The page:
By Kristin Kobayashi
The Japanese Canadian Cultural Centre was just a vision back in the 1950s; a vision for a central gathering place for Japanese and Canadians alike. Fifty years later, the JCCC is a thriving hub of activity, with a diverse membership base made up of people from all different backgrounds and of all ages.
Japanese culture traditionally regards their elders with great respect. In Japan, they celebrate Keiro-no-hi, or Respect for the Aged Day, on the 3rd Monday in September. Here in Toronto, the JCCC holds its own special day of recognition known as Issei Day.
A tradition that started before the physical Cultural Centre had even finished construction, the first Keiro-Kai celebration was held at Club Kingsway on December 9, 1962, co-sponsored by the JCCC and the Toronto chapter of the Japanese Canadian Citizens’ Association (JCCA).
In October 1963, the JCCC was able to host its own Issei Day, which has the distinction of being the first official event to be held at the newly built 123 Wynford Drive location. Conceived out of a desire to honour the first generation Japanese Canadians who sacrificed so much for their families, Issei Day is one of the JCCC’s most essential annual events.
Today, Sunday, October 6, 2013, Issei Day is still going strong. There were over 400 attendees, almost 3/4 of which were over the age of 80, 1/5 over the age of 90, and two incredible women who were over 100 years old.
Though most of the issei have now passed away, it can be argued that this tradition is even more important as it gives us a chance to pay tribute to those who came before us, and to thank the aging nisei and sansei generations for their meaningful contributions over the years.
With the nisei in mind, the late Roy Shin proposed that the name be changed to Pioneer Day because the event had grown to include more than just the issei generation. In the end it was decided that the name was actually an expression of our gratitude to the issei for their courage in the face of hardship and adversity.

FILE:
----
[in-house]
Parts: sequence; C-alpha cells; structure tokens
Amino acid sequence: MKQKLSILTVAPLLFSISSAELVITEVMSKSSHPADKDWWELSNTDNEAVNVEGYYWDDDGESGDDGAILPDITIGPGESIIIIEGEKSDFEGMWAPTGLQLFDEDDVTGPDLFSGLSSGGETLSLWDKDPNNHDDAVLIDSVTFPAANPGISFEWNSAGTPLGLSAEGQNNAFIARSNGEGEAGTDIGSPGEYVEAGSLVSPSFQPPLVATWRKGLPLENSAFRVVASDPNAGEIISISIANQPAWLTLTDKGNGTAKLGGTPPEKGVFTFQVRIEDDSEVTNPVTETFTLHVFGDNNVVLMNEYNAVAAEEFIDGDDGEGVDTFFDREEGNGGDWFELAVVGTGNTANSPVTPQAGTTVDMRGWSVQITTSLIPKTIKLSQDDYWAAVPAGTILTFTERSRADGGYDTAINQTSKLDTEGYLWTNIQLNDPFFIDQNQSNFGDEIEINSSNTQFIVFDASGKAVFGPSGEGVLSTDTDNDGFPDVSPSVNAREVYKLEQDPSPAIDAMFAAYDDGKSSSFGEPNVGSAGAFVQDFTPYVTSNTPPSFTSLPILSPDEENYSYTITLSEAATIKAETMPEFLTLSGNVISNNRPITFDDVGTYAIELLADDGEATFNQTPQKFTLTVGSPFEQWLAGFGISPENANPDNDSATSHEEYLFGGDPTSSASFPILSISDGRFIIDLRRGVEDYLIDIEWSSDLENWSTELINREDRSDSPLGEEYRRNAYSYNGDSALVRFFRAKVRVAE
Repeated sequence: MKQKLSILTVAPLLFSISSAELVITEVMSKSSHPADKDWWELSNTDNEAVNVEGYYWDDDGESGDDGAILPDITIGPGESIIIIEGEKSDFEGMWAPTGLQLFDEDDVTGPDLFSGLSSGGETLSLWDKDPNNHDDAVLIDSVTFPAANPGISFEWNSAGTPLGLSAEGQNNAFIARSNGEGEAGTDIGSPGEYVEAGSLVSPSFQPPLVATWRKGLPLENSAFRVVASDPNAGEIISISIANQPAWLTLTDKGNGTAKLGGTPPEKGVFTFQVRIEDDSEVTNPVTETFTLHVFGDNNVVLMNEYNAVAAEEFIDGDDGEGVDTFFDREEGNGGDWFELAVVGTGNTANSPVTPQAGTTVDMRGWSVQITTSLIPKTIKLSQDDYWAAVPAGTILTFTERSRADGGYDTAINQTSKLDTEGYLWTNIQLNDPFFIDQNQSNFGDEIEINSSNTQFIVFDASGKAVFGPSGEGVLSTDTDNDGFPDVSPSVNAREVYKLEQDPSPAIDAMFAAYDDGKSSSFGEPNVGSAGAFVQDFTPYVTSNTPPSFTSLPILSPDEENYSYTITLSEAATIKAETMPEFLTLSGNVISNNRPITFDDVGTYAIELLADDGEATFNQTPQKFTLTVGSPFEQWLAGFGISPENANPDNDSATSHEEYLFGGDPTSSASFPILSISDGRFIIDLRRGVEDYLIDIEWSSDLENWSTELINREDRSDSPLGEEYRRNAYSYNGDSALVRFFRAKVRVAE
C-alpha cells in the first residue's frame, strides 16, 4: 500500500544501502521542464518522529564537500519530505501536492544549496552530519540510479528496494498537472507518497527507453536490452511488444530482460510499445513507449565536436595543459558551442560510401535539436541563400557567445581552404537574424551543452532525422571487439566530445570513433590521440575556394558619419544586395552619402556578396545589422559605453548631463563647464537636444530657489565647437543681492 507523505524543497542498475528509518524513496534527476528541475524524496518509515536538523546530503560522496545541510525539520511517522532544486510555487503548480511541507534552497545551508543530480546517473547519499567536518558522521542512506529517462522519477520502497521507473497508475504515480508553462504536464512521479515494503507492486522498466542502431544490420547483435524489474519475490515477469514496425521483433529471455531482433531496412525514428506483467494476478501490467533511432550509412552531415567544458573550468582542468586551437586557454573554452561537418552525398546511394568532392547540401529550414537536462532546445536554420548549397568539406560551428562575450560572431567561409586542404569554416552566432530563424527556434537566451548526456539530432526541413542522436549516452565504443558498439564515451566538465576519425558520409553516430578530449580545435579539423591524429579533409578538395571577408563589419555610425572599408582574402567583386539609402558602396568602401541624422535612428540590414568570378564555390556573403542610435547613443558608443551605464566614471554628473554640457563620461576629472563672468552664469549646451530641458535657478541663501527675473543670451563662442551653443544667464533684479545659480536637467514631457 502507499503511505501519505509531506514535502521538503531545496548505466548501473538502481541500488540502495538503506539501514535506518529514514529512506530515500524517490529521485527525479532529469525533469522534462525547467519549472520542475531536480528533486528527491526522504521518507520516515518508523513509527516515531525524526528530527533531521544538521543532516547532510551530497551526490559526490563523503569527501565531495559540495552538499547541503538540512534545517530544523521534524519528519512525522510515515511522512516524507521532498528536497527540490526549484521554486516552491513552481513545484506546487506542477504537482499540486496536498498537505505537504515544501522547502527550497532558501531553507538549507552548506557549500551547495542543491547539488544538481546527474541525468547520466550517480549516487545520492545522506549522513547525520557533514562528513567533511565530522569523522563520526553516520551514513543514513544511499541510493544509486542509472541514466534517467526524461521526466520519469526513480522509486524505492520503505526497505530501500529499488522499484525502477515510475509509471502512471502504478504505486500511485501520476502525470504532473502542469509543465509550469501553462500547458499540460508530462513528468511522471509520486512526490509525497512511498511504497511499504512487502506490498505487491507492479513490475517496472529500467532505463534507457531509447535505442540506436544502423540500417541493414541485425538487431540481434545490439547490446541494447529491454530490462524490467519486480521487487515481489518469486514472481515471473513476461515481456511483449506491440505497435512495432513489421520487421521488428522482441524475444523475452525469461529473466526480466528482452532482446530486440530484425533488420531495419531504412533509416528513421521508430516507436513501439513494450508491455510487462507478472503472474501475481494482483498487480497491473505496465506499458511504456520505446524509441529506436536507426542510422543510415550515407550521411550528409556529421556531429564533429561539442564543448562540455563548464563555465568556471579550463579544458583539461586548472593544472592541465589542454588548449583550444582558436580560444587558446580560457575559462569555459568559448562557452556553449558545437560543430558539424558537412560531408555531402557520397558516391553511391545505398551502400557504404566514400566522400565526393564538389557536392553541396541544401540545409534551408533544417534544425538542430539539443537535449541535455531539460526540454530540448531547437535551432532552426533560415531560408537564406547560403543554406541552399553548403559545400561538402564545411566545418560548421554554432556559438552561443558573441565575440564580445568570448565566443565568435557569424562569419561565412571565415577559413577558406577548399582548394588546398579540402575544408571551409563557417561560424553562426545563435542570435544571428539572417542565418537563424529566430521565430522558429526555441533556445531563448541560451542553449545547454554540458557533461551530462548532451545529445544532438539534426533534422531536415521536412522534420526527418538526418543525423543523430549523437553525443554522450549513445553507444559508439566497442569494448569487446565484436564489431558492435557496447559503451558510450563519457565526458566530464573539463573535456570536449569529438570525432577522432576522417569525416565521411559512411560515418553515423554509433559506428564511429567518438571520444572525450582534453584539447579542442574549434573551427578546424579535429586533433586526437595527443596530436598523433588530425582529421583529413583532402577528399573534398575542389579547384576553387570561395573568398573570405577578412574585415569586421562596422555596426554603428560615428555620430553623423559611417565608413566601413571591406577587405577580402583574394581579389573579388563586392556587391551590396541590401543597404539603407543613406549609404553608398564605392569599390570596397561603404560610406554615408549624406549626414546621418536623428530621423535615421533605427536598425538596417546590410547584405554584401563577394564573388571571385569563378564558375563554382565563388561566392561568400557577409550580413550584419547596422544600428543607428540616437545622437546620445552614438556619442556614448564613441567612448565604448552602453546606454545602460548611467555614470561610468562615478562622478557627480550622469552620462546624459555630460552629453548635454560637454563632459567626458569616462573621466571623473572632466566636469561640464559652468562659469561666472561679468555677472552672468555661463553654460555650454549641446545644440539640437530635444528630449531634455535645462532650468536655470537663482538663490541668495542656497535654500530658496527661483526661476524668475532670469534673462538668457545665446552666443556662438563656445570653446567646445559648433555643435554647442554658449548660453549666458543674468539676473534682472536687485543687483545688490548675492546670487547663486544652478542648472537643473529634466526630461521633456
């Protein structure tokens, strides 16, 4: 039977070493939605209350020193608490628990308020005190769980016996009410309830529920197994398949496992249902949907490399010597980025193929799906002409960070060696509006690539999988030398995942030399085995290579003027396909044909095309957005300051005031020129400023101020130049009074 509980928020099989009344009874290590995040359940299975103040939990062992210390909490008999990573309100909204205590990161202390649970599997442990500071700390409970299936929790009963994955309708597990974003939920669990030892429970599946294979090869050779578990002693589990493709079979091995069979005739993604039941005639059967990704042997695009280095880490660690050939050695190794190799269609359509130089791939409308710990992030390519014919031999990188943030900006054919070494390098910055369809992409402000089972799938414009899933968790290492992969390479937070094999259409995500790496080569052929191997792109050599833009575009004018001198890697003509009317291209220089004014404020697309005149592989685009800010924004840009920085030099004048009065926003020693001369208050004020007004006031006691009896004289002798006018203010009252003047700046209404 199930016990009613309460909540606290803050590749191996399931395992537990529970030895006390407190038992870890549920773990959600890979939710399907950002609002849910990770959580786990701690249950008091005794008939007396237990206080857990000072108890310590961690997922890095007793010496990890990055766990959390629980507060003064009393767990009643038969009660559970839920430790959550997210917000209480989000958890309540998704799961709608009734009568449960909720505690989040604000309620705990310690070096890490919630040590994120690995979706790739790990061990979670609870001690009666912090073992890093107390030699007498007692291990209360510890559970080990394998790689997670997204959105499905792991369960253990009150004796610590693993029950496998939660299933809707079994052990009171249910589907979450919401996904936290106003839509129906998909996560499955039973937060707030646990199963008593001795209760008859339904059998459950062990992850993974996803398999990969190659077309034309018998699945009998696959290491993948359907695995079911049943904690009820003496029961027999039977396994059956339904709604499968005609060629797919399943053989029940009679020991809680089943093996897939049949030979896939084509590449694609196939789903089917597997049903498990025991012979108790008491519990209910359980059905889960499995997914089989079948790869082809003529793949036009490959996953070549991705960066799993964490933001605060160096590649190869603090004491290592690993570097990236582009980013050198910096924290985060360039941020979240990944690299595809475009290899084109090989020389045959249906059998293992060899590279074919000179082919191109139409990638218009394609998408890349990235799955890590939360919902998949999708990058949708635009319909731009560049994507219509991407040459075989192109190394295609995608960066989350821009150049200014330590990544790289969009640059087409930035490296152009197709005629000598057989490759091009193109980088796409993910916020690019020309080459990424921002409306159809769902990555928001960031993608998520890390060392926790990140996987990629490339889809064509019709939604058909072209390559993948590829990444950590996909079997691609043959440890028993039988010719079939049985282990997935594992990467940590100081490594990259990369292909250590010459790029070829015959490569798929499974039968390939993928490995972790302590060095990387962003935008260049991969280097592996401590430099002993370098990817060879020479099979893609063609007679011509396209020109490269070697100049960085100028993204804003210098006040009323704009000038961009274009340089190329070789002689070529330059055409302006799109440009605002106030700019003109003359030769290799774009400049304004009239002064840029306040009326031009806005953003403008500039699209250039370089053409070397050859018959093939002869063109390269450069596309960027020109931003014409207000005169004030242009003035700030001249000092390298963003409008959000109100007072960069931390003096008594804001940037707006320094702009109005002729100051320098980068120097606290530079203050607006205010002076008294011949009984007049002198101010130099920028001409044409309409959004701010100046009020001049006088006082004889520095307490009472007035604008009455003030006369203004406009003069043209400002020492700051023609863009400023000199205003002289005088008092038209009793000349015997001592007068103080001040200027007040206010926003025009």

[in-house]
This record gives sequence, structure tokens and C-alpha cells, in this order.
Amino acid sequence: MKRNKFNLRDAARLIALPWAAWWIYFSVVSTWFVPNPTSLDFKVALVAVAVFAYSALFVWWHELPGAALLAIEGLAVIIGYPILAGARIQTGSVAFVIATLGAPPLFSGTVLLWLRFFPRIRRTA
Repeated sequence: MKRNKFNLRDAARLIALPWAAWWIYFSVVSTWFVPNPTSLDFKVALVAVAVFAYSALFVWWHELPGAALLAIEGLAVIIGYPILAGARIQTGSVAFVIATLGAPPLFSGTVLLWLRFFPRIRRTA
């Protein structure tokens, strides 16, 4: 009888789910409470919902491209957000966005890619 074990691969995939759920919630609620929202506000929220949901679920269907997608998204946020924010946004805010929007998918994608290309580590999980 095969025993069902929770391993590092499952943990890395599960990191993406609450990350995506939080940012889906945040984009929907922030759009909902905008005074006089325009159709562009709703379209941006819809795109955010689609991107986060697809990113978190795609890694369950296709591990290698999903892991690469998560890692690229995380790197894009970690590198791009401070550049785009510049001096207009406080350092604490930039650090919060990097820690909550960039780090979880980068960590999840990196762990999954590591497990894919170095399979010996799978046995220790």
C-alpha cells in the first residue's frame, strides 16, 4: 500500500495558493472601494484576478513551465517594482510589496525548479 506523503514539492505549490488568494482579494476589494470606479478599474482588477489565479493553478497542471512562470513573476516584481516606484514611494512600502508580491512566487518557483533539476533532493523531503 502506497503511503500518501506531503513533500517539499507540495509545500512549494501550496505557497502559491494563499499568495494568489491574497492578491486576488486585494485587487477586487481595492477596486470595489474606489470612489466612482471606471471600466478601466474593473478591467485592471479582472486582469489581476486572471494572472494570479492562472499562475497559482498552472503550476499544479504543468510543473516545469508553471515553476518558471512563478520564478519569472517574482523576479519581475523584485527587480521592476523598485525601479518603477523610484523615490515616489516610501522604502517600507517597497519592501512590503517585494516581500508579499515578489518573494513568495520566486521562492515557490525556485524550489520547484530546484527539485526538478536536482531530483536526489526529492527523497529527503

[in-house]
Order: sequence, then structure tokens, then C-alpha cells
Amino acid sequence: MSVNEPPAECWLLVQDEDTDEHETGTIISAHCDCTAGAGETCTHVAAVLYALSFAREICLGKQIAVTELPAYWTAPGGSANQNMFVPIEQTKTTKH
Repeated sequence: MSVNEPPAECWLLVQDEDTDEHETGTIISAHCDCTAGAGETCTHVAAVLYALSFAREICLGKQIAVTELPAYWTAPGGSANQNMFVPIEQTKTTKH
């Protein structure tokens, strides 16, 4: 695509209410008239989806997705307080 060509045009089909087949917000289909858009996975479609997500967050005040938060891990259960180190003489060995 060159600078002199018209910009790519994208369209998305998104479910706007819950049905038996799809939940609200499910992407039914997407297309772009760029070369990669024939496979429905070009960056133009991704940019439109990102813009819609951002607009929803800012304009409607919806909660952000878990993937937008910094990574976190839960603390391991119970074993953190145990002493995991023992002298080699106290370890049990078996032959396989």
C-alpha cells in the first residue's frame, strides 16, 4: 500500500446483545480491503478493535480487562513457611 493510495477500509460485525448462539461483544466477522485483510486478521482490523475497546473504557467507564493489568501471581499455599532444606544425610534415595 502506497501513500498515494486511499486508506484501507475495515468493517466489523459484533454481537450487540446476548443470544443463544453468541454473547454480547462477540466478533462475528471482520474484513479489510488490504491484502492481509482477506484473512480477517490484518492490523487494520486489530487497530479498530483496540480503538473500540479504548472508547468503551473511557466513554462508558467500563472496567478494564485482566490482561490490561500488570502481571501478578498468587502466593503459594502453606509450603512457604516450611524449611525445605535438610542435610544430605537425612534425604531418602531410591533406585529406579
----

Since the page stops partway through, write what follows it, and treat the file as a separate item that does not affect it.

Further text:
Issei Day is free for registrants over the age of 70, and special recognition is given to the oldest male and female attendees. This year’s oldest male was Mr. Shozo Ishikawa at 98 years young. Honours for oldest female went to Centenarian Mrs. Fumi Kamitakahara at age 105.
The afternoon is filled with lively entertainment and a generous bento box. It is not uncommon to see many of the guests take their leftovers home with them – “enough for another meal”, they always say.
After dinner, Sid Ikeda plays “Hotaru no Hikari” on his harmonica – an old Japanese folk song to the tune of Auld Lang Syne. The song tells a tale of diligence, parting and farewell. For that short moment, time stands still as the whole room stands shoulder-to-shoulder, crossing their arms and holding hands, swaying back and forth to the music.
With a warm embrace and a wave goodbye, the crowd disperses with hopes to be back again next year.
Issei Day celebrates and honours the elderly members of the Japanese Canadian community. Originally named as a day to honour first-generation Japanese Canadians, this event has come to be a day of recognizing community members over the age of 70.